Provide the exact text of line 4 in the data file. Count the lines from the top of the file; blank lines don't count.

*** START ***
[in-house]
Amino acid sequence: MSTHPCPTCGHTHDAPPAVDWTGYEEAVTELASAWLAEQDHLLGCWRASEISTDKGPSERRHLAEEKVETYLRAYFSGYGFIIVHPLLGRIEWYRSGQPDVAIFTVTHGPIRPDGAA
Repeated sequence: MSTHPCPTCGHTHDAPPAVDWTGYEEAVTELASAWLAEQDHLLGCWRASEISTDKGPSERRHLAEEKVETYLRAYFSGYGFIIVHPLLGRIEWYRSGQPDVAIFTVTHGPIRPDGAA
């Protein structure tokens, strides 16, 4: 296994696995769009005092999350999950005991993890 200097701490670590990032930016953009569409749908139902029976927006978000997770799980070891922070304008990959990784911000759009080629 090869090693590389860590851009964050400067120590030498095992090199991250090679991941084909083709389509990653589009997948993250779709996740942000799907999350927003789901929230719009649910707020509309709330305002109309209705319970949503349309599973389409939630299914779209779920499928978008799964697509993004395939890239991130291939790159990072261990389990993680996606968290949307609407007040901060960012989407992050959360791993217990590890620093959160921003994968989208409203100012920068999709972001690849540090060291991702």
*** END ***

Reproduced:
């Protein structure tokens, strides 16, 4: 296994696995769009005092999350999950005991993890 200097701490670590990032930016953009569409749908139902029976927006978000997770799980070891922070304008990959990784911000759009080629 090869090693590389860590851009964050400067120590030498095992090199991250090679991941084909083709389509990653589009997948993250779709996740942000799907999350927003789901929230719009649910707020509309709330305002109309209705319970949503349309599973389409939630299914779209779920499928978008799964697509993004395939890239991130291939790159990072261990389990993680996606968290949307609407007040901060960012989407992050959360791993217990590890620093959160921003994968989208409203100012920068999709972001690849540090060291991702």